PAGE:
The valley of Rephaim was so-called from its having been the abode of a race of terrible giants in ancient times. These are alluded to in Deuteronomy; “The Emims dwelt therein in times past, a people great and many, and tall as the Anakim who also were accounted giants (Rephaim) as the Anakim: but the Moabites called them Emim (ii. 10, 11). The Rephaim are also alluded to in several places of Scripture, the word being, in the common view, translated “the dead.” As in Isaiah, “Hell from beneath is moved for thee, to meet thee at thy coming: it stirreth up the dead (Rephaim) for thee, even all the chief ones of the earth; it hath raised up from their thrones all the kings of the nations. All they shall speak and say unto thee, Art thou also become weak as we? art thou become like unto us?” (xiv. 9, 10). Again, “They are dead, they shall not live, they are deceased (Rephaim), they shall not rise; therefore hast thou visited and destroyed them, and made all their memory to perish (xxvi. 14). The valley of the Rephaim, then, was the former abode of the old gigantic races, who were terrible alike for their wickedness and their size.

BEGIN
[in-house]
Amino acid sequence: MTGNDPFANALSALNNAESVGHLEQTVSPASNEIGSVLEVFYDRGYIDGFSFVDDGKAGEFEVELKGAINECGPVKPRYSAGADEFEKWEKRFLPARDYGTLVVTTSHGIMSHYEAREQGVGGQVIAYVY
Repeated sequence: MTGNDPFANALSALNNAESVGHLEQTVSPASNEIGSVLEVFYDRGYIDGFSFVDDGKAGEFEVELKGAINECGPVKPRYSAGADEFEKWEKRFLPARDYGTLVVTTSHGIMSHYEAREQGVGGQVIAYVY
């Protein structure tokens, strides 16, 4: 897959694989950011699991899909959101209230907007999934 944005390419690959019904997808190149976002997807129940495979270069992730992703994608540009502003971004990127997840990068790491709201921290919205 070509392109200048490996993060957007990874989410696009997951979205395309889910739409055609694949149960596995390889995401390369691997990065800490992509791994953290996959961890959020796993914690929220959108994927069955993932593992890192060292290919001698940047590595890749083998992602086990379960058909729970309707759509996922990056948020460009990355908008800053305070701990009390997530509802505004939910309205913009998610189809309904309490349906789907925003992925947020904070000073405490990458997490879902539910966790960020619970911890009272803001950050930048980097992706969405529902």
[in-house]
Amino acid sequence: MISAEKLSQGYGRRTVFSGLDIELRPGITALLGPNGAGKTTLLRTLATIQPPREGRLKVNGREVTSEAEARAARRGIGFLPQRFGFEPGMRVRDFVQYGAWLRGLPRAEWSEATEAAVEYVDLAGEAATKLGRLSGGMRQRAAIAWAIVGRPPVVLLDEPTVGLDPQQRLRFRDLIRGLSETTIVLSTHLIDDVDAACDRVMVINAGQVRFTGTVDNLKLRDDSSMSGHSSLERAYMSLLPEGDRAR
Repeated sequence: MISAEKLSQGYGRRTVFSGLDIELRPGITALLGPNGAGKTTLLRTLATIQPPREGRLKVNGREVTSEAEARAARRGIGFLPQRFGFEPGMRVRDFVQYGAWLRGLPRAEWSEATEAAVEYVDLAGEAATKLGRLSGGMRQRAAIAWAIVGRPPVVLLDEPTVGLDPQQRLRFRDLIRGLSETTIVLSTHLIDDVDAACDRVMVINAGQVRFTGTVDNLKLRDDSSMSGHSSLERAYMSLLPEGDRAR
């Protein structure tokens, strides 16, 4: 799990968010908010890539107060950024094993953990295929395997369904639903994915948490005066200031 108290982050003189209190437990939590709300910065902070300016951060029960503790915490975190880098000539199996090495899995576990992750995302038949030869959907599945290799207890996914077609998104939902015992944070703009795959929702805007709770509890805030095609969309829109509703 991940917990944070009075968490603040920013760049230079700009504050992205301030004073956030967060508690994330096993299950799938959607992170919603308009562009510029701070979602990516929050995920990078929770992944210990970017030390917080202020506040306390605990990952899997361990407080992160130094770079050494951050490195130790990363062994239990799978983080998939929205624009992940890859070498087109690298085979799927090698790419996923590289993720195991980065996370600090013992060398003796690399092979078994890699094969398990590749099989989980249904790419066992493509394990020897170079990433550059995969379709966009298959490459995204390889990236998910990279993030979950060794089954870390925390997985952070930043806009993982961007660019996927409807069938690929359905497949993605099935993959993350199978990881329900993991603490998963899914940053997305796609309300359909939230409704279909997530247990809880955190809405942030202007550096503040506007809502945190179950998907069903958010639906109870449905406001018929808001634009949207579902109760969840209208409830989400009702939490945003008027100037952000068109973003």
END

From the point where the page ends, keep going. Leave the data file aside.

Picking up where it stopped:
Spiritually considered, the valley of the Rephaim would represent that region of the soul where old lusts had their abode. The passions which ruled in former times are, of course when a man has become religious, put down by repentance, and thus, like slain giants, are dead and buried. But is there not something solemnly suggestive in the intimation that the Philistines spread themselves out in the valley of the Rephaim? May it not be that a man who was once notorious for outward violence, and who has renounced this at the voice of religion, may in his later career have a tendency to vex and harass others by mental strife? He no longer afflicts men’s bodies, but he has a tendency wofully to afflict their souls. His Philistines spread themselves out in the valley of Rephaim. May it not be that the man, once greedy of unlawful gain, when this is no longer considered allowable, may have a tendency to be greedy of knowledge, or of applause, not from the love of usefulness, but from the love of self? His Philistines would spread themselves out in the valley of Rephaim. We should ever be aware of the possibility of having still to deal with the old man, only under a new face. The Philistines will spread themselves out, if they can, in the valley of Rephaim.